One felony sticks in hotel attack

The New Jersey man who accosted Nobel Laureate Elie Wiesel in a San Francisco hotel last year was found guilty of one felony and two misdemeanors on Monday, but jurors acquitted him on three other felony charges.

Eric Hunt, 24, was convicted of felony false imprisonment with special hate crime allegations, as well as misdemeanor battery and elder abuse.

However, Hunt was acquitted on charges of stalking, false imprisonment of an elder and attempted kidnapping — all felonies.

“Crimes motivated by hate are among the most reprehensible of offenses,” District Attorney Kamala Harris said in a statement on Monday. “This defendant has been made to answer for an unwarranted and biased attack on a man who dedicated his life to peace.”

The jury deliberated for nearly two full days on the charges.

Hunt originally pleaded not guilty to all the charges by reason of insanity, but withdrew that plea Monday, because it would require a second trial to determine his sanity at the time of incident.

Sentencing for the charges will take place on Aug. 18. Both misdemeanor charges carry maximum sentences of six months in county jail, while the false imprisonment with the hate crime allegation has a maximum sentence of three years in state prison, according to the San Francisco District Attorney’s Office.

As first reported in The Examiner, Hunt approached Wiesel on Feb. 1, 2007, inside an elevator at the Argent Hotel, where Wiesel, a Holocaust survivor who penned his experiences in his memoir, “Night,” had just participated in a panel during a peace conference that discussed the use of force.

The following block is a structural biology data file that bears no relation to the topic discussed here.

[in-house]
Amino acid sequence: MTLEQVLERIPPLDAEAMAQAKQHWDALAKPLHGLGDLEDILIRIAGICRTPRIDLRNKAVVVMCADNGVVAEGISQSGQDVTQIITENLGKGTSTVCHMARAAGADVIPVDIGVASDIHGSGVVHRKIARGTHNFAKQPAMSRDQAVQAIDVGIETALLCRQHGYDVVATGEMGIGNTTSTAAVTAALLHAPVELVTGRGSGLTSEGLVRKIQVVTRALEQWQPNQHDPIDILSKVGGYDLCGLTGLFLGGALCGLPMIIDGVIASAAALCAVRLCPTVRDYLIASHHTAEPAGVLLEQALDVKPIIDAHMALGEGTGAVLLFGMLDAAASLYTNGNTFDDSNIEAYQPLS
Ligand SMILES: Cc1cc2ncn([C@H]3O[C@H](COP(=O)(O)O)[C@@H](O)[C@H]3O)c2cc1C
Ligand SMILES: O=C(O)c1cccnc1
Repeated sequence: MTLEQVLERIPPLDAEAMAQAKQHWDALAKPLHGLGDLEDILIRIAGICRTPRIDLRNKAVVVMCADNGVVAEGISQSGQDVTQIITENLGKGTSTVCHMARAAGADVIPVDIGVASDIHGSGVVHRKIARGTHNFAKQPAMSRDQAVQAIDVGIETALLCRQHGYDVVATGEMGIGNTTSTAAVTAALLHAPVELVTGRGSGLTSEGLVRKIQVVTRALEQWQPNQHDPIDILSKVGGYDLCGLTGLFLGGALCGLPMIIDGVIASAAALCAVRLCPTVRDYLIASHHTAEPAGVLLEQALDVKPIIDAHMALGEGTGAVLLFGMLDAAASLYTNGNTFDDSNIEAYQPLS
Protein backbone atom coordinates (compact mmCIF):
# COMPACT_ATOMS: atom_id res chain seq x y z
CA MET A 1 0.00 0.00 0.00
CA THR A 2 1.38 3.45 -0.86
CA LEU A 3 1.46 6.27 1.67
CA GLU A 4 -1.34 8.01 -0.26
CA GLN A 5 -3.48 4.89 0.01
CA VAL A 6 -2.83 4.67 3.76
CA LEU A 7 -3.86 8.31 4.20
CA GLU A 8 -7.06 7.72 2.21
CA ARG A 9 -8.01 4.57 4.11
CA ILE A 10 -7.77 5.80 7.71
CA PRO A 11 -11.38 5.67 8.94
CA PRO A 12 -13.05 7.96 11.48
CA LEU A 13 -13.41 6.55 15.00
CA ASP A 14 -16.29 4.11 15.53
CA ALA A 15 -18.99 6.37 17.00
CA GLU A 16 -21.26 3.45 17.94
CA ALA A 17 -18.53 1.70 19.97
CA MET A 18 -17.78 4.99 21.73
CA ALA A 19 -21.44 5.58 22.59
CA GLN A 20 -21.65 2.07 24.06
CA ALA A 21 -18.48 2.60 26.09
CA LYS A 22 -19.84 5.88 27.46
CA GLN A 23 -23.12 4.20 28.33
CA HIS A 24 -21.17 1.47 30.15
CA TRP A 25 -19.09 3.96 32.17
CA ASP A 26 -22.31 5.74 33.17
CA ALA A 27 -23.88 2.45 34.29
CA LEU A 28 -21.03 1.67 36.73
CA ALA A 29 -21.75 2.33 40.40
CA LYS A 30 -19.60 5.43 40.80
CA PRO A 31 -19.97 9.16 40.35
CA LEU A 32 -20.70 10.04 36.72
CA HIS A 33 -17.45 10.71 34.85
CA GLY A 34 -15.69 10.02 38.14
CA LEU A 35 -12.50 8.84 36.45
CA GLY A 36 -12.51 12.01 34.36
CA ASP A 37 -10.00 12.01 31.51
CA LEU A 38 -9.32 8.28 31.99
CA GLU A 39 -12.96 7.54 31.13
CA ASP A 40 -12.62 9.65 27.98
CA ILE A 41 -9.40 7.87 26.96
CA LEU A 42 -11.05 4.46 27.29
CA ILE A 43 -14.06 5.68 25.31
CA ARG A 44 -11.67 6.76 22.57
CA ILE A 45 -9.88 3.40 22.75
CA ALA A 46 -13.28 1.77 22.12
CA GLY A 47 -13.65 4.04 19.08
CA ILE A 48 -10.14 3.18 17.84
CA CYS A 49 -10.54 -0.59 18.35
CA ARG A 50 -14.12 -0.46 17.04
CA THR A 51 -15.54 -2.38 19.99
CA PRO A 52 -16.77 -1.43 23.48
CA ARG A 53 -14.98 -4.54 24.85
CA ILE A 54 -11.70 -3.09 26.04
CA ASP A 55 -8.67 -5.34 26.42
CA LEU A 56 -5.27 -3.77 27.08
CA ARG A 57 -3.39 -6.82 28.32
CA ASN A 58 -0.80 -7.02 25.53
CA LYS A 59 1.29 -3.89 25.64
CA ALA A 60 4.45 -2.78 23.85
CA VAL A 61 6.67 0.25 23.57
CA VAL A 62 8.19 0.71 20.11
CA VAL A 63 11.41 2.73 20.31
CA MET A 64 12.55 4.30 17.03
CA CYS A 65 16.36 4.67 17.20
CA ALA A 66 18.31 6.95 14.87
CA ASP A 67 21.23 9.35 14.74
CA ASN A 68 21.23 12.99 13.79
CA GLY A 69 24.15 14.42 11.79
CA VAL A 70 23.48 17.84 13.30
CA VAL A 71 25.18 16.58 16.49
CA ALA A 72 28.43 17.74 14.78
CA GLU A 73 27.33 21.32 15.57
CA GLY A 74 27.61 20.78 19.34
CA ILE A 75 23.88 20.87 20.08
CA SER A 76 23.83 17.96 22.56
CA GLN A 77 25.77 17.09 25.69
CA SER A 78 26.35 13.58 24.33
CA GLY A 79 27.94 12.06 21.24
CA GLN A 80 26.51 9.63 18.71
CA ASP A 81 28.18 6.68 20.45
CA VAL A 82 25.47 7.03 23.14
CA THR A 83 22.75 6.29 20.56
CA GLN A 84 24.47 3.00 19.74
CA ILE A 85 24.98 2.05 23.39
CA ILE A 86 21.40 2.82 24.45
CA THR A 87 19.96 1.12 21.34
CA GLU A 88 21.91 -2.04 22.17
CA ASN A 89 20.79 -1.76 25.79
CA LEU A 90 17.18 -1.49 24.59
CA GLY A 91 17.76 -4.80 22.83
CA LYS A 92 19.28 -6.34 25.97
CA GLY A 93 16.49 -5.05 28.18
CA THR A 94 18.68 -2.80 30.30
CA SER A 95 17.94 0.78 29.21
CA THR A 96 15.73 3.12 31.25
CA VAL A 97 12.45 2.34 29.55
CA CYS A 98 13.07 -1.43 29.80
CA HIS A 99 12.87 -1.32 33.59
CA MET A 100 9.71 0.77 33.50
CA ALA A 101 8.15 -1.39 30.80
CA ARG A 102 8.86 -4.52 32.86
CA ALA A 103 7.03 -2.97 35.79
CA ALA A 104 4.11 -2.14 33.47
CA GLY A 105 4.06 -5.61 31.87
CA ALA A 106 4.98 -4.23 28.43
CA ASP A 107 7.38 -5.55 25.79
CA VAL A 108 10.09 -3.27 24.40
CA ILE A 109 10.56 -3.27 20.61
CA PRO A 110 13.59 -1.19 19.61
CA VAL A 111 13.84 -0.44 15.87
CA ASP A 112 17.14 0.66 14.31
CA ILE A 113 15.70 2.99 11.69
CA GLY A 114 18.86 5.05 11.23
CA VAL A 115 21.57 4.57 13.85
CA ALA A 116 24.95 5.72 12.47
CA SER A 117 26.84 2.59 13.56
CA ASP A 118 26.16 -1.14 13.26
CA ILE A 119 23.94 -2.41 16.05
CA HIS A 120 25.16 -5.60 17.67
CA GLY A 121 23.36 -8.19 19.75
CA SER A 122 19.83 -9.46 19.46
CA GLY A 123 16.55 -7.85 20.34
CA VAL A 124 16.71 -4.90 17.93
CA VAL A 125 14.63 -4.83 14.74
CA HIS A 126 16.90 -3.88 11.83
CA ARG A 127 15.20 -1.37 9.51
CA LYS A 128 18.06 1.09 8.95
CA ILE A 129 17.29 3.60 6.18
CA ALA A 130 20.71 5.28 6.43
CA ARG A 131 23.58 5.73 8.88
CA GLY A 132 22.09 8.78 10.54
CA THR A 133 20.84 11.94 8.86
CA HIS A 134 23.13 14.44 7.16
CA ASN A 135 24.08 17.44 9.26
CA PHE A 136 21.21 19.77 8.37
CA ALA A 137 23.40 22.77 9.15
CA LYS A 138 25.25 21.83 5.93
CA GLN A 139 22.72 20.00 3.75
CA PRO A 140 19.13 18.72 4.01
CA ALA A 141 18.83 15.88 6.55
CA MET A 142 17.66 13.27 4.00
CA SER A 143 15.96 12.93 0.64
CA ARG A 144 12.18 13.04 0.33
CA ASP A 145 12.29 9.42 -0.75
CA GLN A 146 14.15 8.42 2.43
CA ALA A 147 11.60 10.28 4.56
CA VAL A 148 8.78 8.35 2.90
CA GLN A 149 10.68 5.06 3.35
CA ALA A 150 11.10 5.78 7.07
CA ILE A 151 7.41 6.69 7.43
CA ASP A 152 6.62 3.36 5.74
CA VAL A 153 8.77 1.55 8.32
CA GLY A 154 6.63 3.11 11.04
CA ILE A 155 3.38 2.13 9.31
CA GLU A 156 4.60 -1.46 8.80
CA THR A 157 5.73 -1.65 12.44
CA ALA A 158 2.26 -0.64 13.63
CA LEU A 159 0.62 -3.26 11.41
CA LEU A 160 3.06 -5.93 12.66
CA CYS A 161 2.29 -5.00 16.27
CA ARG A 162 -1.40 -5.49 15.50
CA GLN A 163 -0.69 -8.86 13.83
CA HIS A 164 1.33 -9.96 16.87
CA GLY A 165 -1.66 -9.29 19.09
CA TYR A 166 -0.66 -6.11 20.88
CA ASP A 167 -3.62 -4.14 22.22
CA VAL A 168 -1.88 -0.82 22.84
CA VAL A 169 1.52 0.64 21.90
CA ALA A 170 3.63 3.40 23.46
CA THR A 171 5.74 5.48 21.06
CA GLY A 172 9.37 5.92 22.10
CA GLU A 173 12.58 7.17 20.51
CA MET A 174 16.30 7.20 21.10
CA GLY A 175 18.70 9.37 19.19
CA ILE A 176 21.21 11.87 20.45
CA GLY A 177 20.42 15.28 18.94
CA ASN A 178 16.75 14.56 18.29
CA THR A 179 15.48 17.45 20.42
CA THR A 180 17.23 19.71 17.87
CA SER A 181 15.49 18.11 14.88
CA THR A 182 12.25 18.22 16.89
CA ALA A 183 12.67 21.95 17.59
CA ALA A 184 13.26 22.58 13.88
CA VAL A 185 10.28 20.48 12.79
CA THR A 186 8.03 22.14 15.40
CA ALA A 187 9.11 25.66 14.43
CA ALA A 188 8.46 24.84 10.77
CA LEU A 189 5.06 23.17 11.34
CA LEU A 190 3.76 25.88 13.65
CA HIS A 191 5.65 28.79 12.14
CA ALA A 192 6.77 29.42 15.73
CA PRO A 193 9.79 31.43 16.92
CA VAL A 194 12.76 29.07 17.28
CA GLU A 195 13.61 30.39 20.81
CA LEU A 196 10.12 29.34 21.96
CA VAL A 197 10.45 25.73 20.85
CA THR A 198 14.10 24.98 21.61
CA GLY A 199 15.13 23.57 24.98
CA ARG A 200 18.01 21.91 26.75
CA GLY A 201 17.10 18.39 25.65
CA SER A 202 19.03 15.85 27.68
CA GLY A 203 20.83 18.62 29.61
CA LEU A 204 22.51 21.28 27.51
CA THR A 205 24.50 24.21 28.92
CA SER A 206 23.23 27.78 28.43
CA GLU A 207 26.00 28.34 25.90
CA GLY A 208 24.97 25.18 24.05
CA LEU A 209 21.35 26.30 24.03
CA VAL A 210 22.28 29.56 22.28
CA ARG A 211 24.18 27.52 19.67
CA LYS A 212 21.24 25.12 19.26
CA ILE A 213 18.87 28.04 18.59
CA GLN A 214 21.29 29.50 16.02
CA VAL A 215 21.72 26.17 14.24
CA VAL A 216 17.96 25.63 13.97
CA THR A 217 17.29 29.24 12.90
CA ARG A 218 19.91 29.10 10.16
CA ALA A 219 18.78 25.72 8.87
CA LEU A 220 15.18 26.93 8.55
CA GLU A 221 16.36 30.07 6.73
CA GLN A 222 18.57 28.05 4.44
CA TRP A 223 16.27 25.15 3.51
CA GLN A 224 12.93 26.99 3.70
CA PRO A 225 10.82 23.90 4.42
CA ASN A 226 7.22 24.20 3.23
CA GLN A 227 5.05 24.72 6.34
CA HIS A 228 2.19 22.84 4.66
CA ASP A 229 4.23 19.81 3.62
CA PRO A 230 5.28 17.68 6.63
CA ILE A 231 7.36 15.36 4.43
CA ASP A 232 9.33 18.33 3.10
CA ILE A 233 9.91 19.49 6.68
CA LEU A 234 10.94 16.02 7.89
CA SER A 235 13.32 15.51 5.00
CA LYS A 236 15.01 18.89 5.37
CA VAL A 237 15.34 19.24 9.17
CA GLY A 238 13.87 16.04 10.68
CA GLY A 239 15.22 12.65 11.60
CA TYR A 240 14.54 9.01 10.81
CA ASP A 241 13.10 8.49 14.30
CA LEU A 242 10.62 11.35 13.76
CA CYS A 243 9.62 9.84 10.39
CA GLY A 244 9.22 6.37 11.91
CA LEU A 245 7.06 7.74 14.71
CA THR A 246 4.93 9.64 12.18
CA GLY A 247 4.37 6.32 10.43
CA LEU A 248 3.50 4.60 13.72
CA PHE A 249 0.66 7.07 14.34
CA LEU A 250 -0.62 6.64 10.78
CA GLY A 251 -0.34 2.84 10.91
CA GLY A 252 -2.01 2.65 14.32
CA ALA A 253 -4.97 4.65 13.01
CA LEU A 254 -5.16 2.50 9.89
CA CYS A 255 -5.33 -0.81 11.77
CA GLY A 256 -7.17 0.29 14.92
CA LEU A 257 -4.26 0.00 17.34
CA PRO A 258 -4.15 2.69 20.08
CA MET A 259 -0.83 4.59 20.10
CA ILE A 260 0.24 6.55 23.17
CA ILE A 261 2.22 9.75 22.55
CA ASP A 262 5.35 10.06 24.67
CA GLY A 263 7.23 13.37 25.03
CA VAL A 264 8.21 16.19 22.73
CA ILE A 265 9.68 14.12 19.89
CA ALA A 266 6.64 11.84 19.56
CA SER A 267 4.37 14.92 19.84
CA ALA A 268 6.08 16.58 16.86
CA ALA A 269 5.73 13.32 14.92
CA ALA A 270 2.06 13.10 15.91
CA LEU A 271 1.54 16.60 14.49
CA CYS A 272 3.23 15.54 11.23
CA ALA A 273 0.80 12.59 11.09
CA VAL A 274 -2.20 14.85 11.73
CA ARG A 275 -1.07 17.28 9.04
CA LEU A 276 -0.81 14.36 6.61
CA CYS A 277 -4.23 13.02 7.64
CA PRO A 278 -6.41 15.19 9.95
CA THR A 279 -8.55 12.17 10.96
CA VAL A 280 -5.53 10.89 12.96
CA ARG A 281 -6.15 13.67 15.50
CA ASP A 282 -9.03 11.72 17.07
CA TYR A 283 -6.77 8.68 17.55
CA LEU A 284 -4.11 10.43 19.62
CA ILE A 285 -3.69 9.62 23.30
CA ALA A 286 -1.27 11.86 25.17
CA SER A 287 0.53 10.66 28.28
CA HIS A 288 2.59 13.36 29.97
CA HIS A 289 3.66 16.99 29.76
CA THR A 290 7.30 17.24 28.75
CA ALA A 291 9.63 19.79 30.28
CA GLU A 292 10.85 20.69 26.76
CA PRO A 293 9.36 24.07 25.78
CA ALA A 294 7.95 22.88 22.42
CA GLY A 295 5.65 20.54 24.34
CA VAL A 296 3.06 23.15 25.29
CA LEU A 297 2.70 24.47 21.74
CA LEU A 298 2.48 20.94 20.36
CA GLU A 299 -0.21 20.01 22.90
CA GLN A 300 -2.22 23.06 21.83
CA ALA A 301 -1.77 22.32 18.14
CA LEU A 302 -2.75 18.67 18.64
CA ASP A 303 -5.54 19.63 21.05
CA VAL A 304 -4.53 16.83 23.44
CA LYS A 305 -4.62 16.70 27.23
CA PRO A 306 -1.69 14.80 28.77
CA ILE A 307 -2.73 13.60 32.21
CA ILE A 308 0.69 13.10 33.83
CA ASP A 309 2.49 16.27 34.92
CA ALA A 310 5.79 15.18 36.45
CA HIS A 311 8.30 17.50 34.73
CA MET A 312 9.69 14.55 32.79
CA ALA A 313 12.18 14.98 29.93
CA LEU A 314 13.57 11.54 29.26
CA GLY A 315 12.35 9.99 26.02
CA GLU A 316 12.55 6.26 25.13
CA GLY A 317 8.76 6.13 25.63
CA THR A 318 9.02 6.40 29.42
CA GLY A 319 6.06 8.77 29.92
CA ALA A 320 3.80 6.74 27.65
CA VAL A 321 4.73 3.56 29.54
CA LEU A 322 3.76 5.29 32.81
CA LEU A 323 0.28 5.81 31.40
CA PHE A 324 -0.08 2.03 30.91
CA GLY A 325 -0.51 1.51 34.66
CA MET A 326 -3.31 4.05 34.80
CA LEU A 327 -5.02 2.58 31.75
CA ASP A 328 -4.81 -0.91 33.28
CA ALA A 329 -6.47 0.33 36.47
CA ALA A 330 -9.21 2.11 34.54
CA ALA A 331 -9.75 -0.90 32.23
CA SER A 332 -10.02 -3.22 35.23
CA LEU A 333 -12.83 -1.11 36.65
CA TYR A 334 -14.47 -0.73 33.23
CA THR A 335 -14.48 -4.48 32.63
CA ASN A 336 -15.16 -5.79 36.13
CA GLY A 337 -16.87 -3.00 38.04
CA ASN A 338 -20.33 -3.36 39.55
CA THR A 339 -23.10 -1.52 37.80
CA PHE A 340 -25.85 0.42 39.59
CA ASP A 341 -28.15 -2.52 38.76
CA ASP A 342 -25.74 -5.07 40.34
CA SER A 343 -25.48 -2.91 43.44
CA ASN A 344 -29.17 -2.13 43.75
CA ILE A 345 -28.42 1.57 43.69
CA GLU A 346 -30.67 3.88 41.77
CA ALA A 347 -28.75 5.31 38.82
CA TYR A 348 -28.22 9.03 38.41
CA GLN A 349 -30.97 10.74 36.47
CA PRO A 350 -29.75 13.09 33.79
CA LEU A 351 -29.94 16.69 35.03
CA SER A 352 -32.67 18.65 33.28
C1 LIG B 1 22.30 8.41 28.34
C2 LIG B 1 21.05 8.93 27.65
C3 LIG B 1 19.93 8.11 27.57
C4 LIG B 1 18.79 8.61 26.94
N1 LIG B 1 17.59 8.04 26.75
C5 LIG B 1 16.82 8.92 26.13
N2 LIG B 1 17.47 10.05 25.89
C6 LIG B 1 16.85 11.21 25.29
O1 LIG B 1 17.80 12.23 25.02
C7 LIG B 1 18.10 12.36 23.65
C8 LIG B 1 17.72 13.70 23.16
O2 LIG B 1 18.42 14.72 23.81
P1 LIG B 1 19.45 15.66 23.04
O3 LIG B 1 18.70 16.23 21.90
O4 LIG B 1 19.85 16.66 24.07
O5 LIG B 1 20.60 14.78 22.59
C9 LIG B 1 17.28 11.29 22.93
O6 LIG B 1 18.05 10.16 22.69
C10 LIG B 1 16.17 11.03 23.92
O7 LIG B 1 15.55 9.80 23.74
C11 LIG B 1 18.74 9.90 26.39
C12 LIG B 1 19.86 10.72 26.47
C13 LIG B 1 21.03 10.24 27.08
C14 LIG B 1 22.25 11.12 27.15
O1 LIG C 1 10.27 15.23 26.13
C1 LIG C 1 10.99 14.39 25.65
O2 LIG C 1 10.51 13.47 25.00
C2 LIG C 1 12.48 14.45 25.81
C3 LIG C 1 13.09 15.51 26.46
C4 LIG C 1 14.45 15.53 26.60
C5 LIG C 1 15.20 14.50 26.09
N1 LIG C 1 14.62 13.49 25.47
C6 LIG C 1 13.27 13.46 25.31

According to testimony by Wiesel, Hunt repeatedly made a request for an interview in his hotel room. When Wiesel would not comply, Hunt grabbed him by the arm. After Wiesel began screaming for help, Hunt fled the scene.

Law enforcement officials arrested Hunt — who at the time was being held in a mental institution in New Jersey — after they discovered he posted an account of the Wiesel attack on several anti-Semitic blogs.

In the online posting, Hunt called Wiesel a “genocidal liar,” and said that “Night” was almost “entirely fictitious.”

The District Attorney's Office argued that the blog was evidence that Hunt systematically tracked down Wiesel as a hate crime target.

During the trial, John Runfola, Hunt’s lawyer, argued that his client was in the midst of a psychotic breakdown, triggered from an undiagnosed bipolar disorder.

Runfola did not respond to a call for comment Monday.

wreisman@sfexaminer.com 

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